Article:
Beginning February 1, the manner in which firewood permits are issued by the Oregon Department of Forestry (ODF) Astoria District Office will change. The new program will allow for permits to be issued geographically by management basin instead of timber sale area as was done in the past.
Rumors that an NBA team may soon return to Seattle are good news for an Olympia company that prints T-Shirts.
Lewis and Clark National Historical Park, Fort Clatsop is pleased to announce the next In Their Footsteps free speaker series event. This program is Wildlife Center of the North Coast presented by some of the wildlife center's staff on Sunday, February 17, at 1:00 p.m. This is part the weekend's nationwide Great Backyard Bird Count activities led by the National Audubon Society and the Cornell Lab of Ornithology.
The Washington Department of Fish and Wildlife (WDFW) is closed a mile-long section of the beach on the northwest end of the Long Beach Peninsula to keep razor clam diggers away from a beached crab boat, which is reportedly spilled diesel. The vessel was the Genesis-A out of Warrenton. WDFW is working with the Washington Department of Ecology and other agencies to free the 50-foot vessel, and hoped to remove it from the beach Saturday but did not. The WDFW says they expect to have it removed within 3 to 4 days.
High school seniors will want to mark their calendars for Senior Preview Day at Clatsop Community College (CCC). Each year, many graduating seniors begin their college experience at CCC.
A large crowd gathered Friday afternoon to see the remodeled Astoria Railroad Depot rededicated as the Barbey Maritime Center for Research and Industry, the newest addition to the Columbia River Maritime Museum. The brick building was originally constructed in 1925 by the Spokane, Portland and Seattle Railroad after the first wooden depot was destroyed in the great Astoria fire of 1922.
The Coast Guard rescued four people and their dog near Leadbetter Point at the entrance to Willapa Bay, Wash., after their vessel ran aground, Friday. At approximately 2:39 a.m., the Coast Guard received a mayday call from the 61-foot fishing vessel Genesis A after it ran aground on a sand bar.
The city of Astoria unveiled a monument commemorating its designation as a Coast Guard City during a ceremony on the 17th St. Pier, Thursday.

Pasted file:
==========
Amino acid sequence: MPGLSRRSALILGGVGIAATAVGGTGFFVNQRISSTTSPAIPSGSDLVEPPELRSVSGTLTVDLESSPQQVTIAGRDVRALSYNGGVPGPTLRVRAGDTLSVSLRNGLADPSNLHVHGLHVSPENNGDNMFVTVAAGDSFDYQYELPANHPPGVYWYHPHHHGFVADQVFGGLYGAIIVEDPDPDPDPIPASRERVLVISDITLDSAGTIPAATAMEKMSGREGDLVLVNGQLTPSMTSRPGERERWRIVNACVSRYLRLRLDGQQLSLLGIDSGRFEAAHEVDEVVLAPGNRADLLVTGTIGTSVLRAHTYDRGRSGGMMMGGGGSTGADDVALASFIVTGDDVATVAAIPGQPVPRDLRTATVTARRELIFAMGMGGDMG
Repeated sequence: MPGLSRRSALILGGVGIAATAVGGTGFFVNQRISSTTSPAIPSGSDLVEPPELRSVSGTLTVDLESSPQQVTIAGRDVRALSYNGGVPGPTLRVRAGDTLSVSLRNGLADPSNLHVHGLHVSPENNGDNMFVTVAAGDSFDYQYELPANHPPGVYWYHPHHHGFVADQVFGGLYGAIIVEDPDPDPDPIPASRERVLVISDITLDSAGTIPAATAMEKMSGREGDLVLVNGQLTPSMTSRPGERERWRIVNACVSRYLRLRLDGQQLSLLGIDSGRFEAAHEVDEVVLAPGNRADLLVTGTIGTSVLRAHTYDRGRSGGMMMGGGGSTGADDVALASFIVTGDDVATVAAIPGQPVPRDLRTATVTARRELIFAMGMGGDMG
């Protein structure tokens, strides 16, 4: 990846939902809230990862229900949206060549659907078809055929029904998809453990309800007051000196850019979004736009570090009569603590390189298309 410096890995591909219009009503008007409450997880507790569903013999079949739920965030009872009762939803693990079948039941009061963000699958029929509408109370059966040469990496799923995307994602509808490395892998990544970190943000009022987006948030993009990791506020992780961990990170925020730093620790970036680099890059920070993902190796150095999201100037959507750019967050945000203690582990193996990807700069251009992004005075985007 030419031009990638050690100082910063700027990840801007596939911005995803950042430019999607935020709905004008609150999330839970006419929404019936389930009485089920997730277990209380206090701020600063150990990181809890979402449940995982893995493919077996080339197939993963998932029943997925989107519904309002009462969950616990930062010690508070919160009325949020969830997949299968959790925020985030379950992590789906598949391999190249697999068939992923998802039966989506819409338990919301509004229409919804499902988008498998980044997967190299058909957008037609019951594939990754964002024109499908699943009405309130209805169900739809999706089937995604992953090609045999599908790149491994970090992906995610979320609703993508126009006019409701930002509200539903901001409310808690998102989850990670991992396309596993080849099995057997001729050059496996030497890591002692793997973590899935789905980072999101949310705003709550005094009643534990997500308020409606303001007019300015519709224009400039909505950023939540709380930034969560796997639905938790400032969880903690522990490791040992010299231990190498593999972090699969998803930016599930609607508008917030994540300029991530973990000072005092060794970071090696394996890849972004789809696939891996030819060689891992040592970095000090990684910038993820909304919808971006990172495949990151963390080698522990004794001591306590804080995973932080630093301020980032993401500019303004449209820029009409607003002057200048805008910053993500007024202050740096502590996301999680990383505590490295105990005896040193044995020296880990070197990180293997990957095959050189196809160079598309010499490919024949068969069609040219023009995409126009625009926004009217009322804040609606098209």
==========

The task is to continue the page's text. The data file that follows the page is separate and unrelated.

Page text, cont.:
The ceremony, attended by Senator Betsy Johnson, D-Scappoose, and Oregon State Representative Deborah Boone, D-Cannon Beach, began with remarks from Astoria Mayor Willis Van Dusen and Coast Guard Sector Columbia River Commander, Capt. Bruce Jones. Students from the Tongue Point Job Corps then helped to unveil the monument, a black marble sign bearing the Coast Guard shield and naming Astoria an official Coast Guard City.
Thursday evening at 6:29 PM Astoria Police Responded to a report of a vehicle/pedestrian crash. They arrived and found Danial Diehm, age 54 an Astoria transient had been struck by a regal coach cab. The cab was driven by Brian Jeppersen, age 35 of Astoria.
The county board held a public hearing on proposed amendments to the county comprehensive land-use plan allowing for the construction of a 3.3-mile sewer line connecting the Shoreline Sanitary District to the City of Warrenton's wastewater treatment plant.
The county board heard a report from Public Works Director Ed Wegner and Natural Resources Manager Steve Meshke Wednesday on proposed repairs to the pier at the Astoria Yacht Club, which was damaged in a storm in December. The damage hinders access to the county's Fisheries Project net-pen fish-rearing facilities on Youngs Bay, but Meshke said the county may be able to secure $65,000 in funding from the Oregon Department of Fish and Wildlife to fund repairs, coupled with a $10,000 county match.
The county and City of Astoria are also discussing a proposed transfer of the pier, currently owned by the city, to the county,